Thursday, June 7, 2018

Jain Cave Temple Complex, Yanaimalai, Madurai

Jain Cave Temple Complex, Yanaimalai, Madurai
Jain Cave Temple Complex is Jain religious complex consisting of Jain Cavern and Jain Sculptural Cave Temple located in Yanaimalai Hill in Madurai District of Tamilnadu. Yanaimalai (Elephant Hill) is a protected monument and tourist attraction in Tamil Nadu. The hill stretches over 3 Kms (1.9 mi) and is 90 metres (300 ft) high. It has Jain sculptures, a Shaivite Temple, Ladan Cave Temple, and a Vaishnavite temple, namely the Narasingam Yoga Narasimha Perumal Temple. The hill is of rich in granite, and has been damaged by illegal quarrying. In 2010, the government of Tamil Nadu tried to set up a sculpture garden on the hill, but backed out after locals and activists protested against the idea.





Etymology
The hill derives its name from the Tamil word Yanai, meaning "elephant", and malai, meaning "hill". The hill looks like an elephant in a sitting position. The site has had this name for over 2000 years.
Legends
The Thiruvilayadal Purana, written by Perumbatta Puliyur Nambi and later amended by Paranjothi Munivar, says that the Chola king, who could not win the battle against the Pandya ruler, sought the help of Jains. They created a giant elephant using their mystic powers and directed it to kill the Pandya king and destroy his capital. But the Pandya prayed to Lord Siva to save him and his capital. The Lord sent to him the "Narasinga Asthram" (the eight-lettered word Namo Narayana), which turned the elephant into a hill. To commemorate this event, a stone elephant was installed in Madurai near the Vaigai facing the north, which is found near the Yanaikkal bridge even today.
History
Yanaimalai is considered a sacred place by the Tamil Jain. Jain monks lived here during the Pandyan Dynasty. Yanaimalai has been historically important with its historical monuments and other sources of cultural ethos since the Sangam age, which is about one thousand and eight hundred years old. This hill is fondly called by the people as Yanaimalai (elephant hill), from very early period, as it looks like an elephant. The hill is the historical source as it has early caves with epigraphical records and sculptures and inscriptions of the Early Pandya, Later Pandya, Chola and Vijayanagar – Nayak rulers.
The top of the hill has Tamil Brahmi inscriptions of the 1st century A.D. This historic hill was sung by one of the three great Saiva Nayanmars, Tirugnanasambandar, as the dwelling place of the Jains. Paranjothimuni, in his Thiruvilayadal purana, mentions that this hill was originally an elephant incited by the Jains to destroy Madurai. When Lord Siva threw an arrow at it, it became a stone elephant and thus is called Yanaimalai. The Jains believe that the Saints who authored one of the Sangam classics, Naladiyar, lived in this hill.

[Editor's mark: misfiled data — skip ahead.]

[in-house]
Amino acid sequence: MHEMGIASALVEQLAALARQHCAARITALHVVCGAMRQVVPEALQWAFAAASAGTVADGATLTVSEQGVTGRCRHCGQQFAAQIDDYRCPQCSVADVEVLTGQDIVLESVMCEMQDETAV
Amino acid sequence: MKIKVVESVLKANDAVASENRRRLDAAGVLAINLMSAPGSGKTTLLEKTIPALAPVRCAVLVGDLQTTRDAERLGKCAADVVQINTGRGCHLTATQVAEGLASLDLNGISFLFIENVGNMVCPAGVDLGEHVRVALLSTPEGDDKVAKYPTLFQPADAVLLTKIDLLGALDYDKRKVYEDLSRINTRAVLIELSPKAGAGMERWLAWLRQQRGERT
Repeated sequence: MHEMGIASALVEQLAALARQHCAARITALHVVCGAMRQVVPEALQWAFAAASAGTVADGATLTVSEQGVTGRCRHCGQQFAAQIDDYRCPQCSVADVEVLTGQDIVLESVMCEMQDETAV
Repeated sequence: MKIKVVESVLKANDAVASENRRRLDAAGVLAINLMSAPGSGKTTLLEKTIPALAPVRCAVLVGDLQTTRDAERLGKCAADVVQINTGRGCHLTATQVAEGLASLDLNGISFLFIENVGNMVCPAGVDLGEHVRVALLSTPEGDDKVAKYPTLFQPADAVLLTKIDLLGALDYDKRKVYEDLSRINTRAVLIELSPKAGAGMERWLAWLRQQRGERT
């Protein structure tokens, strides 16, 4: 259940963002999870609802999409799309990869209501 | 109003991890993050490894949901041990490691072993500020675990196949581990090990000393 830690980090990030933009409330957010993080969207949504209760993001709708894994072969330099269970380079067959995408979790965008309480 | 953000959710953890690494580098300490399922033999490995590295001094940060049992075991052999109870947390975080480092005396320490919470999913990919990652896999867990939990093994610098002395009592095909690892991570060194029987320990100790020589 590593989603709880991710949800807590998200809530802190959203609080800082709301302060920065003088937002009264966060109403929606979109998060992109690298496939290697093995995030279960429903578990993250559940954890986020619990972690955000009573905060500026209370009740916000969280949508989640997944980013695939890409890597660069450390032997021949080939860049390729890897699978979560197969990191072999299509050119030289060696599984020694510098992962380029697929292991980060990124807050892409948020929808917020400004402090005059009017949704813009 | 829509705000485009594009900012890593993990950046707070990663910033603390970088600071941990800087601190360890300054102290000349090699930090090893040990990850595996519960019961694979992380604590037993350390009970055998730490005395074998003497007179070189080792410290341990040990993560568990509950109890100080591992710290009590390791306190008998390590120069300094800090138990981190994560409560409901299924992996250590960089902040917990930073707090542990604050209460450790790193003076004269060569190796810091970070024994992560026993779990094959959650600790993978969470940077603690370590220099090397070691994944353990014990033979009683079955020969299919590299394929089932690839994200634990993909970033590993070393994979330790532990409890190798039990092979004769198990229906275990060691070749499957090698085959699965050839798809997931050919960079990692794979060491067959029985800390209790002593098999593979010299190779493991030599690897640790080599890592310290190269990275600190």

The Jains reverentially consider Yanaimalai as one of the eight Jain centers located around Madurai. Though the Jains, Vaishnavites and Saivites were competing each other to promote their respective religions in this region, in due course, they seem to have maintained toleration to each other. This is evident from the records available at Yanaimalai. It has the credit of accommodating the historical monuments from Shaivism, Vaishnavism and Jainism.
Jain Cave Temple Complex
Jain Cave Temple Complex consists of two parts namely; Natural Jain Cavern and Jain Sculptural Cave.





Natural Jain Cavern (1st century A.D):
There is a natural cavern of the Jains located at the top of the hill’s southern side (Nose of the hill). It was established in the 1st century A.D. for the dwelling of the Jain monks. A Tamil Brahmi inscription of this period found here mentions that it was set up along with rock beds by one Eri Aarithan Aththuvayi Arattakasibhan and it was called as “Ivakundram”. There are also stone beds used by the monks for resting. Tamil-Brahmi and Vatteluthu inscriptions can be found on the hill.
Jain Sculptural Cave (9th - 10th Century A.D.):
The bas-relief sculptural panels of the Jain Thirthankaras, Yakshi and Yaksha are seen at the fa├žade of a natural cavern located on the western side of the hill at a medium height. They belong to the 9th - 10th century A.D. The names of the donors of these sculptures are engraved in Vatteluthu script under the images. These sculptures also show early paintings on them. At the top of the hill can be found caves containing Jain bas relief sculptures of MahaviraGomateshwara, and other Tirthankaras fashioned by Jain monks. An individual Thirthankar statue worshipped as “Lord Muniyandi” by the local people.
Connectivity
The Jain Cave Temple Complex is located at about 2 Kms from Othakadai Bus Stop, 6 Kms from Thirumohur, 6 Kms from Thirumohoor Kala Megha Perumal Temple, 10 Kms from Madurai, 12 Kms from Madurai Periyar Bus Stand, 5 Kms from Mattuthavani Integrated Bus Terminus, 12 Kms from Madurai Railway Junction, 11 Kms from Madurai Meenakshi Amman Temple and 22 Kms from Madurai International Airport. The Jain Cave Temple Complex is situated on Madurai to Melur Road. At the Othakadai Junction take a left and reach the temple. The Hill is visible from all around. Take a mini bus from Mattuthavani (Madurai Central Bus Stand) bus terminus to Othakadai. Take an auto-rickshaw from Mattuthavani Bus terminus or Madurai Central Railway Station to Othakadai. Mini buses are available for every 10 minutes from Othakadai.

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